Depression is something Christians don’t talk about much. Some are embarrassed by it, deeming it a weakness. Others believe that they are supposed to present a joyful countenance all the time, every day. Others adopt a plan of fake it till you make it.
So I was surprised and heartened to read Drew Dyck’s heartfelt sharing of his own journey through a long-term depression which was also punctuated by panic attacks. Mr Dyck is an acquisitions editor at Moody Publishers and a senior editor at CTPastors.com. He’s the author of Yawning at Tigers (2014) and Generation Ex: Christian (2010).
It’s always risky when one is open about something that some parts of society stigmatize. He muses on some of that in his article, as he shares the lessons he’d learned. His article is here:
Did you know that the Prince of Preachers, Charles Spurgeon, suffered from depression? It seems strange that on the surface, this man who was a global success at preaching, writing, pastoring, founding colleges, orphanages, and married to a wonderful woman, could ever be depressed. But he was. There are numerous resources available recounting it, including many of his own writings, but this can get you started:
Martyn Lloyd-Jones was a physician and then a preacher. In 1960 he began preaching on depression in a lengthy sermon series which can be listened to here. The sermon series was also made into a book, “Spiritual Depression: Its Causes and Cure”. The Amazon blurb introducing the books states,
[Lloyd-Jones] carefully and compassionately analyzes an undeniable feature of modern society from which Christians have not escaped — spiritual depression.
What robs Christians of the joy that is theirs? Why does faith’s vitality drain away, leaving melancholy and anxiety it its place? In the sermons, Lloyd-Jones explores the cause and the cure.
David certainly had his own ups and downs. We read in Psalm 43:4,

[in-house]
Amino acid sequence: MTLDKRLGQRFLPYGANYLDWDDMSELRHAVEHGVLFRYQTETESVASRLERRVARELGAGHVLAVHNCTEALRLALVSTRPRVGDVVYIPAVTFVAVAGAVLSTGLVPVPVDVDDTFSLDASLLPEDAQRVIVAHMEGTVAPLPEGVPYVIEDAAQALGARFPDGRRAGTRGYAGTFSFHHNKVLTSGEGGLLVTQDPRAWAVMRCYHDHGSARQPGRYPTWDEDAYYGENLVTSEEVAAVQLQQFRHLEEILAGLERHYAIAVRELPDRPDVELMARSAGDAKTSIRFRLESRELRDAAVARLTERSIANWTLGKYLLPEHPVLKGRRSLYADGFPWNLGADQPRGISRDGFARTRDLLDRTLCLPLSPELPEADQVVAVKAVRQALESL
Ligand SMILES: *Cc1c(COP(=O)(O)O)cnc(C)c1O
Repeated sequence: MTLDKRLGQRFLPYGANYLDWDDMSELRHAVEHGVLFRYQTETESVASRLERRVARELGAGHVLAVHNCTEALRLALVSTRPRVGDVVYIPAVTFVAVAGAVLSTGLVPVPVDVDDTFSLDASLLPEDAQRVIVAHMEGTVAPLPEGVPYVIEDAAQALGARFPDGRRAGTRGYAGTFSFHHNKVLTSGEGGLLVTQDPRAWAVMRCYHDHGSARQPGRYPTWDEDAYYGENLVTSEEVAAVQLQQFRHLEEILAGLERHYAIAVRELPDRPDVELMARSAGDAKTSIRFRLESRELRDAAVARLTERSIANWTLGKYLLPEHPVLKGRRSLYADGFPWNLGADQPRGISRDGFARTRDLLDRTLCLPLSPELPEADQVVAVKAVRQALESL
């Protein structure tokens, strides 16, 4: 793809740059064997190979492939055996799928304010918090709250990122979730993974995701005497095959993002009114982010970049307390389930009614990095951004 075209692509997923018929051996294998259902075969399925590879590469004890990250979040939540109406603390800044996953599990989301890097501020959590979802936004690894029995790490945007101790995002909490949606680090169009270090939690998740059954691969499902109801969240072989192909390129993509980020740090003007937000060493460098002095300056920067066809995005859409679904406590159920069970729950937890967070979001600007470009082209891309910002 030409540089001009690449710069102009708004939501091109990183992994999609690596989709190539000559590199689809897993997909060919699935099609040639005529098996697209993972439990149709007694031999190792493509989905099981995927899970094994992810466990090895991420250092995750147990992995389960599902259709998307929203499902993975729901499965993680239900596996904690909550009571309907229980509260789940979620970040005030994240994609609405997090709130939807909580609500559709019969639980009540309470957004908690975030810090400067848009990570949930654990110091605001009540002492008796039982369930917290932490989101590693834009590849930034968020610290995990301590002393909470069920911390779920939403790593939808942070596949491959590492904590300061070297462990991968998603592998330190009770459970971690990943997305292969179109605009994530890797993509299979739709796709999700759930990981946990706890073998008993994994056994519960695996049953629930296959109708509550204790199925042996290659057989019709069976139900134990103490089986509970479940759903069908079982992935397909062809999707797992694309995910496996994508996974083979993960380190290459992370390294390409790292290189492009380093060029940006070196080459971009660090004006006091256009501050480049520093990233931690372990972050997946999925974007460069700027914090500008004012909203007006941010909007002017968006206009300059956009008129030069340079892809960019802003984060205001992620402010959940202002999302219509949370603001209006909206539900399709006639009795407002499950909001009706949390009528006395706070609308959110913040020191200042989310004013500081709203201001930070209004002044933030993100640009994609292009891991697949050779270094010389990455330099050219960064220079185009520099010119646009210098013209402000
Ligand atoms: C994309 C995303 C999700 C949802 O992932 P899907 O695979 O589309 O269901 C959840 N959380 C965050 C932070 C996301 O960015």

Why are you cast down, O my soul, and why are you in turmoil within me? Hope in God; for I shall again praise him, my salvation and my God.
Mr Dyck says that prayer and Scripture were a tremendous source of comfort in the valley (especially the Psalms). It would be wrong and neglectful of me to leave off the Bible itself as a resource. Especially the Psalms.
Though the Bible is its own premier resource, Mr Dyck shares that the person suffering from depression “finds it hard to even muster the energy or concentration to engage deeply in spiritual practices.” He advises asking others to pray for you when your depression sinks you too low to open His word.
Therefore we have the greatest resource of all: the Body of Christ in prayer and supplication, appealing to the Great Physician, Jesus, in prayer.
All these resources and more are available to you if you happen to be suffering from persistent panic, anxiety or depression.
Insufficient Help, Part 1: Grace To You’s recounting of a depressed, suicidal young man seeking help from church counselors in addition to doctors and secular therapists, who eventually took his own life. The church was sued. Did the church offer insufficient help? Are Biblical counselors qualified to use the Bible in therapy?
Overwhelmed by Anxiety? A blog series on attacking the anxiety that is attacking you.